Gov. Eric Holcomb said he hopes Indiana can avoid a teacher walkout in light of recent steps lawmakers are considering to raise teacher salaries.

“I hope they don’t walk out,” Holcomb said in a press conference Wednesday. “We’re not walking out on them, we’re walking to them.”

Across the country, teachers have gone on strike to protest low pay and what they consider unacceptable working conditions. In Denver, teachers recently ended a nearly four-day-long strike with a deal that would give teachers in the district, on average, an 11.7 percent raise. In other states, such as Oklahoma and West Virginia, protests spread statewide.

Indiana teachers are prohibited by law from striking, but similar laws in other states haven’t kept teachers from walking out. And while there has not yet been large-scale moves to organize a strike in Indiana, teachers throughout the state have said they’re unhappy with stagnant pay, and some districts, such as Portage, have had teachers take to the picket lines. Last month, state teachers union leaders told the IndyStar that a strike was not planned, but it wasn’t completely out of the question if demands went unaddressed.

Indiana lawmakers have put forth several proposals this year to push more money to teachers, but some educators and education advocates have raised concerns that the plans don’t guarantee raises — instead, local districts would have to decide to add any additional money they get from the state or efforts to drive down costs to teacher paychecks.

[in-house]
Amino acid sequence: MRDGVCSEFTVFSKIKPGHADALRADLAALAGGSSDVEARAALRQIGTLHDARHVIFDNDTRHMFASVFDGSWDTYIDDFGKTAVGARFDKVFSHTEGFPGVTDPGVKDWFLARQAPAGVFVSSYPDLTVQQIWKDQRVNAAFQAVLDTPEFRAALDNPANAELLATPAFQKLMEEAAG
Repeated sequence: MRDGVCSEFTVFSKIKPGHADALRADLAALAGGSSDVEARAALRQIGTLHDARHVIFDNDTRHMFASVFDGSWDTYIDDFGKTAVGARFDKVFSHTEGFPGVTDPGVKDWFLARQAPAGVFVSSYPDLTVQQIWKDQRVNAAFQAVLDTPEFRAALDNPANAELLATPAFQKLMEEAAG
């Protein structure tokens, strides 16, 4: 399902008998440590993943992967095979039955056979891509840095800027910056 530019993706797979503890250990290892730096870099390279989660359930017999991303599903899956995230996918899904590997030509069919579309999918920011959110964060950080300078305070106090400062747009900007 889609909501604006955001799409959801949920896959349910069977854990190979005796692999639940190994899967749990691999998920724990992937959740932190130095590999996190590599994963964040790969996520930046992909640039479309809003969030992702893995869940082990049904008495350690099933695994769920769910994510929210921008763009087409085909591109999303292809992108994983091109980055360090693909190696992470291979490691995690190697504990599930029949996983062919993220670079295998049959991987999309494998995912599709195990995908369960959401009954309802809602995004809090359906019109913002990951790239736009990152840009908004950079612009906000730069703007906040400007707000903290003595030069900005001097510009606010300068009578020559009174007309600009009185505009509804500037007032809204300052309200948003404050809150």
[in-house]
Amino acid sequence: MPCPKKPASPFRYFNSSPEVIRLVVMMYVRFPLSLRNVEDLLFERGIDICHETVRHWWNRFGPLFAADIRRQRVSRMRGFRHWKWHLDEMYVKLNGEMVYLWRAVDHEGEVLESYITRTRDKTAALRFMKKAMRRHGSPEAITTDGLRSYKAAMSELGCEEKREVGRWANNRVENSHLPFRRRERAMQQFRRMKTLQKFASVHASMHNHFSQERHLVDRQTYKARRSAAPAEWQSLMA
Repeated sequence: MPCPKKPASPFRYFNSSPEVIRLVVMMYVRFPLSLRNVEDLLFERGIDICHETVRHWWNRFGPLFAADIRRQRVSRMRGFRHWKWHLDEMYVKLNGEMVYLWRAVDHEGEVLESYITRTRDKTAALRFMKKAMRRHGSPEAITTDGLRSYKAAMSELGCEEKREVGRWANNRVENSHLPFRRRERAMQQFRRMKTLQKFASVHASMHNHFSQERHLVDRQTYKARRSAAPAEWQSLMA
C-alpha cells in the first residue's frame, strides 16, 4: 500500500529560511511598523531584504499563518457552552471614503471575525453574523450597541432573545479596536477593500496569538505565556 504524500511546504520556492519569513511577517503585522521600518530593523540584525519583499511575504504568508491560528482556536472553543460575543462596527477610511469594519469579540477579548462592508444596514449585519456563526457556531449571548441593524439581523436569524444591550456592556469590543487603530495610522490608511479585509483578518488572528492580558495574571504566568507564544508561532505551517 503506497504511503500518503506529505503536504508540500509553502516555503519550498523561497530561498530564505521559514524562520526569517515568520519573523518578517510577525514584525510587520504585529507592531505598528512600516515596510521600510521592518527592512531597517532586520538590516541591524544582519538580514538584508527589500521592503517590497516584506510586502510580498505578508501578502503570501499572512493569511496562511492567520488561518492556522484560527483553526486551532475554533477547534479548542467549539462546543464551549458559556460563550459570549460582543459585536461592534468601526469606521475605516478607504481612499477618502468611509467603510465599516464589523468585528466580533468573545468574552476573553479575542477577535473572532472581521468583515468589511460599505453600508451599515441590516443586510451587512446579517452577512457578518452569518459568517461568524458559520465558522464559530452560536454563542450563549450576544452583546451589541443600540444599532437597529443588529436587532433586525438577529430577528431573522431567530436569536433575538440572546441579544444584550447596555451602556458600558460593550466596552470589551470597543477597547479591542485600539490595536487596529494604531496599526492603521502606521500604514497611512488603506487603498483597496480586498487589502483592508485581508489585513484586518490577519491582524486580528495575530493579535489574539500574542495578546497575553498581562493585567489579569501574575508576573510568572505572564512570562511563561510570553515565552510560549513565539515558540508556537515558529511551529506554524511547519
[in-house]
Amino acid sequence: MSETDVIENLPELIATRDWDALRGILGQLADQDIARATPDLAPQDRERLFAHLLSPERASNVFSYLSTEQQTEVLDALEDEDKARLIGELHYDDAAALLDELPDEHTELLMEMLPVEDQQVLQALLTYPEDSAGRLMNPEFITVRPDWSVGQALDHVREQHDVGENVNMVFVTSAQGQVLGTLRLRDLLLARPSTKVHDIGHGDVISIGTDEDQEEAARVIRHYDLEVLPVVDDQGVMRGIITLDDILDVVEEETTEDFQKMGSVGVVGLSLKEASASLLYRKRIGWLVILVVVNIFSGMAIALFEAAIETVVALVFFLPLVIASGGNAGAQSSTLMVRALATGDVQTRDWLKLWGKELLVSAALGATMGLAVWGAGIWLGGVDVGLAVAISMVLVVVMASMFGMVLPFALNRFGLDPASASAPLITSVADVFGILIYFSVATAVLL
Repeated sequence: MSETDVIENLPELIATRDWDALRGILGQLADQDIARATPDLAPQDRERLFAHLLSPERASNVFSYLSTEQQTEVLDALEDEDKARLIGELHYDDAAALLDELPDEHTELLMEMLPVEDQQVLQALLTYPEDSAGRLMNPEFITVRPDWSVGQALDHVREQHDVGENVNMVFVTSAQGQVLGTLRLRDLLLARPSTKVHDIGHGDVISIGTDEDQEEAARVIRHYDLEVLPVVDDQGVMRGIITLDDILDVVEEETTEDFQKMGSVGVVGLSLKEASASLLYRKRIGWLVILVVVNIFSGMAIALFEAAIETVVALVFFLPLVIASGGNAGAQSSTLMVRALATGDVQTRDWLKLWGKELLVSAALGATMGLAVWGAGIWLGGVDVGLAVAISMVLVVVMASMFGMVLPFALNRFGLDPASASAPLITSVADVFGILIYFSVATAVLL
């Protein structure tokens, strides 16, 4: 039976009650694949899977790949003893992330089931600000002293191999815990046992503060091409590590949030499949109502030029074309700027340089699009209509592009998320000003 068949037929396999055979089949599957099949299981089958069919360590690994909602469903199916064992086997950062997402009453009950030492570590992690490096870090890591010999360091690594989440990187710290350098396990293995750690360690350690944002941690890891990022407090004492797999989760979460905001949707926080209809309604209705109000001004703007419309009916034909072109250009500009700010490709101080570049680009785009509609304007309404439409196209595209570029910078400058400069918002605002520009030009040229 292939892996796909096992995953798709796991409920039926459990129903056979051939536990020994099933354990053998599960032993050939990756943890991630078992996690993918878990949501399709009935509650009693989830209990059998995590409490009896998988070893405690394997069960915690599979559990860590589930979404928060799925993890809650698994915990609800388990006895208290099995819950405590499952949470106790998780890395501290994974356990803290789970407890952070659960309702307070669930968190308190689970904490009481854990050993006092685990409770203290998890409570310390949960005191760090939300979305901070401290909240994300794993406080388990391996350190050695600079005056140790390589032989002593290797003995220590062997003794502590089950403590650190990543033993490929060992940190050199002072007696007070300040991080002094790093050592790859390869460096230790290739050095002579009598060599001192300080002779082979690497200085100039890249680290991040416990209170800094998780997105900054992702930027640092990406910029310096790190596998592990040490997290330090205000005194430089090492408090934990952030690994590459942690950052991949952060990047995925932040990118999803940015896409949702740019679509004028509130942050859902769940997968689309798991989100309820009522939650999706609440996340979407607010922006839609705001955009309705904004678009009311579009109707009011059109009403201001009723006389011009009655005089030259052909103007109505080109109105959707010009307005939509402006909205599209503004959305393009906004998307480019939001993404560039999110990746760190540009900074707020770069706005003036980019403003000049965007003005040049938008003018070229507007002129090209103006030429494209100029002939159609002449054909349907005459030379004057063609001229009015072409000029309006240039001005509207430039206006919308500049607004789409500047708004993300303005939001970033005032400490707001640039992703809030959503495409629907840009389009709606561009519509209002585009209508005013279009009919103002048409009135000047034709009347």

The first draft of the state’s next two-year budget would increase what Indiana spends on schools overall by $461 million — or 4.3 percent — through 2021. In line with Holcomb’s requests, the state would also make a one-time payment of $150 million from state reserves that would pay down a pension liability for schools.

Other efforts so far are fairly small compared to the hundreds of millions of dollars likely needed if the state were to give significant raises to teachers statewide. House lawmakers are proposing to preserve a controversial merit-based bonus pool, at $30 million per year. And bills that would offer schools funding for “residencies” to give new teachers more support early on and provide grants for districts that create leadership roles and mentoring opportunities for teachers would be funded with $6 million over two years.

For the long-term, Holcomb pointed to a panel of business professionals and industry leaders he assembled to come up with more creative solutions for how the state can give educators raises.

“We’re trying to solve something that’s lingered for decades,” Holcomb said. “I’m impatient about some things, too, but it’s better to be part of the solution, not the problem.”

But schools and districts have been asking the state to set aside more money for education for years, even though recent increases have mostly kept pace with inflation.

That has meant that more districts across the state have asked voters to approve tax hikes to generate extra revenue. In Marion County, Beech Grove Schools and Wayne Township have already confirmed they will be seeking referendums this year.